Friday, 28 July 2017

Making Money: The Fatal Coin

In The Fatal Coin, Bow Street Runner Dan Foster encounters a ruthless gang of highwaymen and counterfeiters operating out of Cannock Chase in Staffordshire, England. In the course of his investigation, he comes across the work of Birmingham industrialist Matthew Boulton, who manufactured copper coins for the British mint. Here I take a look at some of the history behind the story…

Matthew Boulton (1728–1809)

Matthew Boulton, entrepreneur, manufacturer, engineer and scientist, was born in Birmingham. He made his money in what was known as the “toy trade”, which included the manufacture of goods in silver and gold such as snuff boxes and inkstands, and steel goods such as buckles, cork screws and candle snuffers. At his works in Soho, Birmingham, Boulton produced buttons, silver plate and ormolu. Many of of these goods were exported to France. He worked with James Watt on the development of the steam engine, financing the work as well as working on the design, and opened a steam engine factory. He also invested in canals, a shrewd move as they formed a ready market for his steam engines.   

A pair of perfume burners by Matthew Boulton (Metropolitan Museum of Art)

Matthew Boulton was a member of the Lunar Society, so-called because they held their meetings on the night of the full moon. Members included Joseph Priestley, Erasmus Darwin, Josiah Wedgwood and James Watt. They often met at Boulton’s home, Soho House, to share their interest in science, engineering and industry. Topics they discussed included steam engine design, metallurgy, astronomy and chemistry.

Dan Foster and Matthew Boulton

Boulton set up his mint at Soho in 1788 and used it to mint the tokens which many employers used as payment for their workers as a way of circumventing the shortage of official copper coins. Dan receives such tokens in his wages when he is working as a labourer on Squire Douglas’s canal. These tokens were often unpopular with workers as they could only be spent locally, sometimes in shops and taverns owned by their employer.

Boulton’s mint also produced medals for both military and civilian groups. It produced the well-known 1805 Trafalgar medal which Boulton made and distributed to battle veterans at his own expense. By 1798 he was using the world’s first steam-powered, automated presses and had introduced new die-making techniques. He supplied copper coins to the government and also coins for Russia, Denmark, North America, India (for the East India Company), Sumatra and elsewhere. The production of copper coins fitted well with his interest in Cornish mines, where the copper was sourced, as he supplied steam engines to them. He also sold presses and blanks to America.

In 1797 Boulton was commissioned by the British government to produce the “Cartwheel pennies” and two pence pieces, and in 1799 produced halfpennies and farthings. Boulton claimed these coins could not be counterfeited. Unfortunately, the forgers knew better and were producing their own versions of the new coins within weeks. Boulton offered a one hundred pound reward to anyone who was instrumental in the conviction of forgers.

In 1797 the British government attempted to deal with the shortage of silver coins by countermarking the Bank of England’s stock of Spanish silver dollars with the head of George III and putting them in circulation. Forgers were soon buying up coins and applying false countermarks. The government took the same step in 1804, and Boulton suggested that his steam presses would be more effective against forgery by obliterating the old design as well as applying the new.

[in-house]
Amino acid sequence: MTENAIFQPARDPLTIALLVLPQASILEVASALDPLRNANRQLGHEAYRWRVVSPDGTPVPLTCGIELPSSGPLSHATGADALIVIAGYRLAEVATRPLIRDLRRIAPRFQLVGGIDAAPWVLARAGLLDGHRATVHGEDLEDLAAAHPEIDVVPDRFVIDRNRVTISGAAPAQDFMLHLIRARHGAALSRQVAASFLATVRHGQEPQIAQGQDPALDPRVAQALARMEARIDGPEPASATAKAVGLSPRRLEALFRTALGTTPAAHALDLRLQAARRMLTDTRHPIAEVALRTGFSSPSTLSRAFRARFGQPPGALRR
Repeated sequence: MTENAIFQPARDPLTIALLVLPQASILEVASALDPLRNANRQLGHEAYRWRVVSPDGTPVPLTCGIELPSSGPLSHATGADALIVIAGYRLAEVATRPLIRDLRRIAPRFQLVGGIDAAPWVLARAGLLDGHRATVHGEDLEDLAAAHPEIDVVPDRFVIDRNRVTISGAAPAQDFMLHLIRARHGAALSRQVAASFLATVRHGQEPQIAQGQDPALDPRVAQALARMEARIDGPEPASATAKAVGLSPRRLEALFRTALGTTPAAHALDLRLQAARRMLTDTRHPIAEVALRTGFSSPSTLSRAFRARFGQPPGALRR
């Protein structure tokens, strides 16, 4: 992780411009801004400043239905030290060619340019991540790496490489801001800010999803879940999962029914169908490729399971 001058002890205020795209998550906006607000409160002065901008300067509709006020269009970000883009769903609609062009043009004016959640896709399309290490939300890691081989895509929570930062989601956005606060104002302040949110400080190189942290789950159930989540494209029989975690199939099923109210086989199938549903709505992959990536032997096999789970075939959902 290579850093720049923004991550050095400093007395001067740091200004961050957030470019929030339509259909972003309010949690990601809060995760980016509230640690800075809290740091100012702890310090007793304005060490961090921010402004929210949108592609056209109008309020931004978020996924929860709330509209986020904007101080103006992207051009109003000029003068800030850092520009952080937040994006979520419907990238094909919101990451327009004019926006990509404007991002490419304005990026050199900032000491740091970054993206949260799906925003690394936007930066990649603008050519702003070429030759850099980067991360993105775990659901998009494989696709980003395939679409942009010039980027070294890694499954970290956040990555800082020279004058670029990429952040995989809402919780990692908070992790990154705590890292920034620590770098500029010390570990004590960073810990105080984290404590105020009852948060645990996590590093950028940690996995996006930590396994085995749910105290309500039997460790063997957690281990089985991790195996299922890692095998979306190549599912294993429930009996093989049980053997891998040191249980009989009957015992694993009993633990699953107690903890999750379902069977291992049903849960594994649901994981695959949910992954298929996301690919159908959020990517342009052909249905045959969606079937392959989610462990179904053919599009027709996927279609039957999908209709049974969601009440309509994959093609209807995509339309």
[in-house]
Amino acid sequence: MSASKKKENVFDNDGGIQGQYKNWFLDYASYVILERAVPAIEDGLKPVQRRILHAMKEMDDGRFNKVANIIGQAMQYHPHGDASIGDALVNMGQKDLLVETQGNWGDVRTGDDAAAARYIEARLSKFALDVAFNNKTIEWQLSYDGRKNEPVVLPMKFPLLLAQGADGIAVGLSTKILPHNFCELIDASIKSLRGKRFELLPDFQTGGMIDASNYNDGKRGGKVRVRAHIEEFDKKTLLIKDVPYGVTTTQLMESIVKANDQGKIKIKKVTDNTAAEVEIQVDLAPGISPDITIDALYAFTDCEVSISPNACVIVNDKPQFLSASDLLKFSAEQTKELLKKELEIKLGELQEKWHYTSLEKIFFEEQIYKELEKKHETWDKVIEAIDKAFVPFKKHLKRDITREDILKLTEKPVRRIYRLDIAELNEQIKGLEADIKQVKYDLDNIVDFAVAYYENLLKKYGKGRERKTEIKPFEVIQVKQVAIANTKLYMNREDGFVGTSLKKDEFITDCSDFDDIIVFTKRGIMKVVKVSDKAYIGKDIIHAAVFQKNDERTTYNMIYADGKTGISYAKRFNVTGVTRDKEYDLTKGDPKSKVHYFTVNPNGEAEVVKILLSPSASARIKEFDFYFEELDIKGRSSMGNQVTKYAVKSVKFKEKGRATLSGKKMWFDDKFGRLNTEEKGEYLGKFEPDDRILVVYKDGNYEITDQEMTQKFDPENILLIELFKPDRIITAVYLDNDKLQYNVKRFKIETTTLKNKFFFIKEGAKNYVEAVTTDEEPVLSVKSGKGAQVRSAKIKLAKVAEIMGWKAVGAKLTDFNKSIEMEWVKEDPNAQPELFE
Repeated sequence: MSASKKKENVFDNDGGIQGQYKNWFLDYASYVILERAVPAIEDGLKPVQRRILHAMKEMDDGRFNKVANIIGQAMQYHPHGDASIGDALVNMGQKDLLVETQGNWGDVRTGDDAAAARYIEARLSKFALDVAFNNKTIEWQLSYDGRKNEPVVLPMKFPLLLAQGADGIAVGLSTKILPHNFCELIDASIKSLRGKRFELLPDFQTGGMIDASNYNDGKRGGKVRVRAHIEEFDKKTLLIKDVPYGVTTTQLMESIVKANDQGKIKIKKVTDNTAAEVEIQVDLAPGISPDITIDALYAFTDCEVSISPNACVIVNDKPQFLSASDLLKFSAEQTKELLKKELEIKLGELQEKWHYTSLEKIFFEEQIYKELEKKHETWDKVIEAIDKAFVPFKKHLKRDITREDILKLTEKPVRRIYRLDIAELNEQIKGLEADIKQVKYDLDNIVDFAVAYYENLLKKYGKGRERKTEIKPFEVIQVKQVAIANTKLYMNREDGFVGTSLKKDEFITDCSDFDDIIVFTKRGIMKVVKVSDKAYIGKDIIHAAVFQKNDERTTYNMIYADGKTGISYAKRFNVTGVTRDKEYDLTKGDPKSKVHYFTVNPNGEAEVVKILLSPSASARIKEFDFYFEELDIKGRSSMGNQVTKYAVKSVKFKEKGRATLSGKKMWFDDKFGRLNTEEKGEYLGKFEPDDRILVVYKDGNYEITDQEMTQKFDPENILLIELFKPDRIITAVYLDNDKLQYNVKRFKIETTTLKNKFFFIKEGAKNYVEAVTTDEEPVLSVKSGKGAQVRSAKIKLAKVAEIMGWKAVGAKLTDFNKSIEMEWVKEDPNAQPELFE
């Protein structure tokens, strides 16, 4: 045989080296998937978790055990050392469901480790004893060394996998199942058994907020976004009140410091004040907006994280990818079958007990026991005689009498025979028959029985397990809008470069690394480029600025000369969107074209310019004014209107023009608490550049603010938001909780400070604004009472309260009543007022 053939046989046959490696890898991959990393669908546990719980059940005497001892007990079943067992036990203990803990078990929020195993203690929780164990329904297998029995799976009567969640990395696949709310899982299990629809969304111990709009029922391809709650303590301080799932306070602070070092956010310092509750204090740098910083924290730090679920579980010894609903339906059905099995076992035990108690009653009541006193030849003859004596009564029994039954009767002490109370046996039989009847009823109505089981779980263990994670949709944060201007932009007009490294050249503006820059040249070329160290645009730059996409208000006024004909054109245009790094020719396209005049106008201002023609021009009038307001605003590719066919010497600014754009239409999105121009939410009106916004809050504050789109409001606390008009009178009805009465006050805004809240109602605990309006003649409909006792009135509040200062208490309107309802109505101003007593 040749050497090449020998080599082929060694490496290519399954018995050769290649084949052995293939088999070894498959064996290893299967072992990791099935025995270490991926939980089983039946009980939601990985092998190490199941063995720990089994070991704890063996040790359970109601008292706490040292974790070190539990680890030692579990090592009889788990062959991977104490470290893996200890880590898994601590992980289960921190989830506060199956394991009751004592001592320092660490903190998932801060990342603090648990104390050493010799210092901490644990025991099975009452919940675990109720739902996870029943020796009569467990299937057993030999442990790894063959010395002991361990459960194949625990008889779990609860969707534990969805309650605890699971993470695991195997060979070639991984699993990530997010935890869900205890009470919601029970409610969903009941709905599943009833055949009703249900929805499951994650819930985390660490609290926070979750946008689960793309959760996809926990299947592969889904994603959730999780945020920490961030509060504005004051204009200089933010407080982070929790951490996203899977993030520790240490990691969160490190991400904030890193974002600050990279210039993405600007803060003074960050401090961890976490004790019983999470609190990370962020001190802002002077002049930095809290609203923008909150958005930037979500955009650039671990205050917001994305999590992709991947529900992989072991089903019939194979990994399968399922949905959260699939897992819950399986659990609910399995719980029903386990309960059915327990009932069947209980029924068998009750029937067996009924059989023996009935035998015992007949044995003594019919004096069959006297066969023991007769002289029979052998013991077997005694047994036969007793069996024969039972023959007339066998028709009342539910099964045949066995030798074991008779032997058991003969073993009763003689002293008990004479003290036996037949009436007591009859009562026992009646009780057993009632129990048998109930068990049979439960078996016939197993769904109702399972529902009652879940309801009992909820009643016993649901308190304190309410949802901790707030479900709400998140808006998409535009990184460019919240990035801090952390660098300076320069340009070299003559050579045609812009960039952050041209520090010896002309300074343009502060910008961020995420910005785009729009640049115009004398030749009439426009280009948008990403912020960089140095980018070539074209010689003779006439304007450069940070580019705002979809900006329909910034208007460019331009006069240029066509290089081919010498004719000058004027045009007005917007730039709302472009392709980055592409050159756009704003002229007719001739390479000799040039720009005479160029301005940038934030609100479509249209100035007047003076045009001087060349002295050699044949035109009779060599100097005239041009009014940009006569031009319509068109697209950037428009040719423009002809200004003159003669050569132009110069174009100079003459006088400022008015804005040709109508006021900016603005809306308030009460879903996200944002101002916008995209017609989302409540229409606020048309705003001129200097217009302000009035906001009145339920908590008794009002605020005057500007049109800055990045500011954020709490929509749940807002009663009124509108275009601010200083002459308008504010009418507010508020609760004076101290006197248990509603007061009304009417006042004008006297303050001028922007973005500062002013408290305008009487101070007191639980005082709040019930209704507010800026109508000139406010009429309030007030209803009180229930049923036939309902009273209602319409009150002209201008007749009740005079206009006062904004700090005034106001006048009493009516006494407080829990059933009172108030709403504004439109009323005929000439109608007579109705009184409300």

The Bank of England (British Library on Flickr)

In The Fatal Coin Dan, working undercover, invents a background story for himself, claiming he had worked at Boulton’s Soho works. He also bases his scheme to snare the villains on Boulton’s involvement with overmarking foreign coin by offering the highwaymen information about a fictitious consignment of overmarked Portuguese coin. Portuguese gold coins known as “Joes” were actually in circulation in Britain. 

William Booth: A Forger Meets a Bad End

Gangs like the one Dan encounters in The Fatal Coin might very well combine forging coins and bank notes. The house in which Dan is imprisoned, with its secret passages, hidden doors and trap doors, was suggested by the story of William Booth of Birmingham. In 1799 Booth, a farmer who was also a talented engraver, turned a lonely farmhouse into a hideaway with trap doors, bricked-up doorways, and rooms that could be accessed only by rope ladders. Here he ran a cottage industry employing servants and family members to manufacture notes and coins. 

A George III sovereign (Metropolitan Museum of Art)

In 1812 one of the servants was arrested for using forged bank notes, and is presumed to have turned police informer. Seven mounted dragoons and ten special constables were sent to arrest Booth. There was a chase through the house, with Booth disappearing down trap doors and up rope ladders before they succeeded in catching him. Booth, who had previously been tried for murdering his brother but acquitted for lack of evidence, was hanged at Stafford on 15 August 1812. Many of his workers were transported.   

According to one story, Booth’s hanging was botched. The first drop failed and he had to be hanged again. The tale has inspired a folk song, Twice Tried, Twice Hung, Twice Buried. You can read the lyrics here

Matthew Boulton’s factory has gone, but Soho House is now a museum.

Images from the British Library on Flickr and the Metropolitan Museum of Art, New York, in the public domain. 


The Fatal Coin, a novella, available as ebook
Published by SBooks

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Only 99p/$1.28